[langsec-discuss] fun in the turing tar pit

travis+ml-langsec at subspacefield.org travis+ml-langsec at subspacefield.org
Tue May 5 02:53:21 UTC 2015

I found this while searching for a quote about how fun debugging TeX
is, and it seemed to resonate:


	January 24th, 2008 

	Today's Social Issue is this: programmers adore Turing tar
	pits. Turing tar pits are addictive. You can render
	programmers completely paralyzed from any practical standpoint
	by showing them a tar pit and convincing them to jump into it.

	A Turing tar pit is a Turing-complete virtual machine that
	doesn't support straightforward implementation of
	bread-and-butter programmer stuff. Bread-and-butter programmer
	stuff includes arithmetics, variables, loops, data structures,
	functions and modules and other such trivial and awfully handy
	goodies. A canonical example of a Turing tar pit is the
	Brainf*ck programming language. Implementing a decimal
	calculator or a sokoban game in sed is also a consensus
	example of Turing tar pit swimming as far as I know. By
	"consensus", I mean that nobody writes software that people
	are actually supposed to use on top of those VMs.


	I'll tell you why it happens. When you write code in a
	full-featured programming language, clearly you can do a lot
	of useful things. Because, like, everybody can. So the job has
	to be quite special to give you satisfaction; if the task is
	prosaic, and most of them are, there's little pride you're
	going to feel. But if the language is crippled, it's a whole
	different matter. "Look, a loop using templates!" Trivial
	stuff becomes an achievement, which feels good. I like feeling
	good. Templates are powerful! What do you mean by "solving a
	non-problem?" Of course I'm solving real problems! How else
	are you going to do compile-time loops in C++? How else are
	you going to modify env vars of the parent shell?! I'm using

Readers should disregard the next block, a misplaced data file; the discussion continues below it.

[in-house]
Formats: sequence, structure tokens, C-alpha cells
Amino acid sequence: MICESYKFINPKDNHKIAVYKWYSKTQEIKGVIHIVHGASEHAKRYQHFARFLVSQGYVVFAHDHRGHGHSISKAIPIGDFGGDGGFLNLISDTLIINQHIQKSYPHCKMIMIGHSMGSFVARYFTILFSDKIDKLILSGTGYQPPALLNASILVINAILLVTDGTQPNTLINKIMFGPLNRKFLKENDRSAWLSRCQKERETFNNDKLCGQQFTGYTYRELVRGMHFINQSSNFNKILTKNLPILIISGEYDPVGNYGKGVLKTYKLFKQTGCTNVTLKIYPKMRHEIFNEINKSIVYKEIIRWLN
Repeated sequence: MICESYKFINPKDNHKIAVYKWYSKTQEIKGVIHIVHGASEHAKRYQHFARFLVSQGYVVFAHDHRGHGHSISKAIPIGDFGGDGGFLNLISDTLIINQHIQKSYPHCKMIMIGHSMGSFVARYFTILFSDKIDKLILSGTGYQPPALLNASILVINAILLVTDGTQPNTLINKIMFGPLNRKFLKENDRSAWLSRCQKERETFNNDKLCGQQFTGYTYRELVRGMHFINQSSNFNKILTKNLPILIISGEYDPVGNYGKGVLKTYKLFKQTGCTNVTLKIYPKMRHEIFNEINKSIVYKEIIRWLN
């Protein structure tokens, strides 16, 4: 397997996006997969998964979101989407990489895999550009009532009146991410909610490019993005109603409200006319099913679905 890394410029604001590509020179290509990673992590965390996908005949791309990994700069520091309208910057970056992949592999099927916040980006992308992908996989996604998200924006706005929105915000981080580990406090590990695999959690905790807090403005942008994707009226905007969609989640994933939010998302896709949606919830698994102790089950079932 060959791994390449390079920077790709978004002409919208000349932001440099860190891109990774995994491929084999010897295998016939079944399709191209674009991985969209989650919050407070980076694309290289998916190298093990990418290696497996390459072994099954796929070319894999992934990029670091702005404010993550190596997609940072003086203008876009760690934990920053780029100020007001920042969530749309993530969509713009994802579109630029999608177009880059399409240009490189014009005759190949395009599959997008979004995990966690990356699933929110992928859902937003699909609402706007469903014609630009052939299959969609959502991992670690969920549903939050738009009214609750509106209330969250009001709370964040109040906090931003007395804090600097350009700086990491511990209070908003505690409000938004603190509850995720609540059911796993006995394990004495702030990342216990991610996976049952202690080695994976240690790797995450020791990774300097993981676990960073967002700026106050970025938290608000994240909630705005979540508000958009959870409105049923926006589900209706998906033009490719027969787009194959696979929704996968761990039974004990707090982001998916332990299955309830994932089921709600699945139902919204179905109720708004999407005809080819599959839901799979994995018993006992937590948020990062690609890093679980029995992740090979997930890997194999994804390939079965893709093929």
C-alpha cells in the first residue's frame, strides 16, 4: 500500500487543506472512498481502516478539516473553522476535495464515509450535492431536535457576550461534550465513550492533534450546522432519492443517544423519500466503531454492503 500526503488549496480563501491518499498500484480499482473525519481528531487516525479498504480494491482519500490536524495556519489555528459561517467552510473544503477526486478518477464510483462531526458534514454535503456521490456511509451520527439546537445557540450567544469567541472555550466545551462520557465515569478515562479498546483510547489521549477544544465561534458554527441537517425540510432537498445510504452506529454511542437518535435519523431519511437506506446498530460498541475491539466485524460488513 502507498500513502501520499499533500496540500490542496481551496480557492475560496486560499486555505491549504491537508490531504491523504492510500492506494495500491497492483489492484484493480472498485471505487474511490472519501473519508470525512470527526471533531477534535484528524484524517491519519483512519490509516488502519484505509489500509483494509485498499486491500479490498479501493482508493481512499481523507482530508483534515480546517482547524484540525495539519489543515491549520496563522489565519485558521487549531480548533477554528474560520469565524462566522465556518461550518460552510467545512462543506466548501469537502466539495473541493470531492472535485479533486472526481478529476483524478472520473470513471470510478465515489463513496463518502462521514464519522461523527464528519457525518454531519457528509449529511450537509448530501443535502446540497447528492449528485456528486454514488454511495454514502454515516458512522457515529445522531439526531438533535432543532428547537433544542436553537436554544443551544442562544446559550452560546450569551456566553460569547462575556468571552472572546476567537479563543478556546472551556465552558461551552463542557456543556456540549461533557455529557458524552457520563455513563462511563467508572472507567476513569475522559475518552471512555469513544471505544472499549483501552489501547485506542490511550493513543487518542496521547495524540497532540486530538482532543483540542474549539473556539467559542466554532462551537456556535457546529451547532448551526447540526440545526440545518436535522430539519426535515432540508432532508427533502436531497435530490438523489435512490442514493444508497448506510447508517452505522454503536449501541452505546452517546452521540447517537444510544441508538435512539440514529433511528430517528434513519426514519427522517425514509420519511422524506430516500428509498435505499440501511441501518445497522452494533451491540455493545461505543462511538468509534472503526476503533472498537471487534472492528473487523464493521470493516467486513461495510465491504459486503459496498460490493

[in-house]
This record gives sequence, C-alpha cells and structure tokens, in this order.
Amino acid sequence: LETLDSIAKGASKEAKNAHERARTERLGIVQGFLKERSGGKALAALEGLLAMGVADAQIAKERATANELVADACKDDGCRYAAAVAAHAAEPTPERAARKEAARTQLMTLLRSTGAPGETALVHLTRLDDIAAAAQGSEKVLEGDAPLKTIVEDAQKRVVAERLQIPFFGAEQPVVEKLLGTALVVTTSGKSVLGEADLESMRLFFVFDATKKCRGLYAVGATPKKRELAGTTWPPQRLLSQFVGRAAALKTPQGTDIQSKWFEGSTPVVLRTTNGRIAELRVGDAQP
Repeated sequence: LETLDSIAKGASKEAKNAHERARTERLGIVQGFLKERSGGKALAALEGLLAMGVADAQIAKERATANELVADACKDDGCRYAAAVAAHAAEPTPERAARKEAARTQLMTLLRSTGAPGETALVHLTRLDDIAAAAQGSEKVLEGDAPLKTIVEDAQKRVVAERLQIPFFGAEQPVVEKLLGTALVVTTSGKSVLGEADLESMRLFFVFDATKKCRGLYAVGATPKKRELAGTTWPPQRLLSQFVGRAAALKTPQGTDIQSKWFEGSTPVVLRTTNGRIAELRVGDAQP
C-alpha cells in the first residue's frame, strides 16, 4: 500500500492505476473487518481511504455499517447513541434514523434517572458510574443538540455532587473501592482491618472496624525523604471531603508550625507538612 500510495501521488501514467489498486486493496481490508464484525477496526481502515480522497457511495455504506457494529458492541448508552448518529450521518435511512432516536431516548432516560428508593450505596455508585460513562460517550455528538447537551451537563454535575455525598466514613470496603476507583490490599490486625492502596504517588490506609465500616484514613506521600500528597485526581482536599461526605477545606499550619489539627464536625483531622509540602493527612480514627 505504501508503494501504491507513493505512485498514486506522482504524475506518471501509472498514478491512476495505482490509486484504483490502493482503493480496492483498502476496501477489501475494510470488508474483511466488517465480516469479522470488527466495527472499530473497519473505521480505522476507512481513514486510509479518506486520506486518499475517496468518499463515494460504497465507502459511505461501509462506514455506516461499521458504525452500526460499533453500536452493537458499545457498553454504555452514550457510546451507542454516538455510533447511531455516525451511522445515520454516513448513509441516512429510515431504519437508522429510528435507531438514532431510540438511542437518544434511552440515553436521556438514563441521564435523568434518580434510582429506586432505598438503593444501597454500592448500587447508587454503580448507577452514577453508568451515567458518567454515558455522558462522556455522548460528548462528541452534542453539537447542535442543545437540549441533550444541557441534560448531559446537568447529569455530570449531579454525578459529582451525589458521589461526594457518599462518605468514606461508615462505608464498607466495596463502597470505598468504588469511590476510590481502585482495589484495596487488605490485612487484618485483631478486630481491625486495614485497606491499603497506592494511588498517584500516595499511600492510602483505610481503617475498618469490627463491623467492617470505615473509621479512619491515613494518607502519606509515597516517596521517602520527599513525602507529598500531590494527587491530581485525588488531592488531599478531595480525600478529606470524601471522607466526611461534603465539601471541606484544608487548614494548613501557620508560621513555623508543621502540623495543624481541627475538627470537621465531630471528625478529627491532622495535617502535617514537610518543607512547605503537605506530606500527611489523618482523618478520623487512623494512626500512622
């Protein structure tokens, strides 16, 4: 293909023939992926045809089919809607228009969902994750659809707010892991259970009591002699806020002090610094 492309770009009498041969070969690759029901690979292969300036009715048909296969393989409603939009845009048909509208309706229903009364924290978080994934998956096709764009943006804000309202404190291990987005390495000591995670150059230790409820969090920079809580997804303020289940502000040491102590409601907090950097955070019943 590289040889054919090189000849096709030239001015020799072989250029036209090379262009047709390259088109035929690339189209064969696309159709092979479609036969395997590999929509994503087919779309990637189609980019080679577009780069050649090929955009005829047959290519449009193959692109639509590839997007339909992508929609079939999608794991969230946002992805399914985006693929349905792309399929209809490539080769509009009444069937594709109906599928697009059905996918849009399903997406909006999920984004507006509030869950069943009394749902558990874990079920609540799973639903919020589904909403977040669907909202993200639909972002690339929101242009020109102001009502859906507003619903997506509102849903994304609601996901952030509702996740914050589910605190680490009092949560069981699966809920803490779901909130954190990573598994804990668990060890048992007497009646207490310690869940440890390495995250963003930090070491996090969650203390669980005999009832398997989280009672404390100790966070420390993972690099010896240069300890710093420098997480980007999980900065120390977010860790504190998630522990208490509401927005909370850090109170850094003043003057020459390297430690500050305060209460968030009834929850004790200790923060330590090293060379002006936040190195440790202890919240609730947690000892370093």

my proficiency with my tools and knowledge of their advanced
	features to solve problems! Damn, I'm good!


	Seriously, it seems like 85% percents of the contexts where
	something is called "powerful", it really means "useless and
	dangerous". Unlike most entries in the Modern Software
	Industry Dictionary, I don't consider this word a meaningless
	cheerleader noise. I think it actually carries semantics,
	making it a pretty good warning sign.

The more I do security reviews of source code, the more I think that
being able to reason that a certain portion of the code cannot do
something is useful.  I (and security generally) deal (to a first
approximation) in negations - the code cannot violate the integrity of
the data, that it cannot reveal it to the end user, and so on.  Just
as lack of goto helped with understanding code, so too a lack of eval
helps me.

I'm musing out loud here, but if unsafe constructs cannot be banned,
as I assume, even if we could make them explicit, that would be quite
helpful.  For example, if user data must be untainted, or if private
data must be explicitly decrypted via an opaque handle.

So too would a calculus of what cannot happen when certain code
executes.  Every programmer understands what language constructs do,
but the security guy has to reason about what it cannot do, and right
now there seems to be little help.
"Computer crime, the glamor crime of the 1970s, will become in the
1980s one of the greatest sources of preventable business loss."
John M. Carroll, "Computer Security", first edition cover flap, 1977
-------------- next part --------------
A non-text attachment was scrubbed...
Name: not available
Type: application/pgp-signature
Size: 834 bytes
Desc: not available
URL: <https://mail.langsec.org/pipermail/langsec-discuss/attachments/20150504/16779db6/attachment.sig>

More information about the langsec-discuss mailing list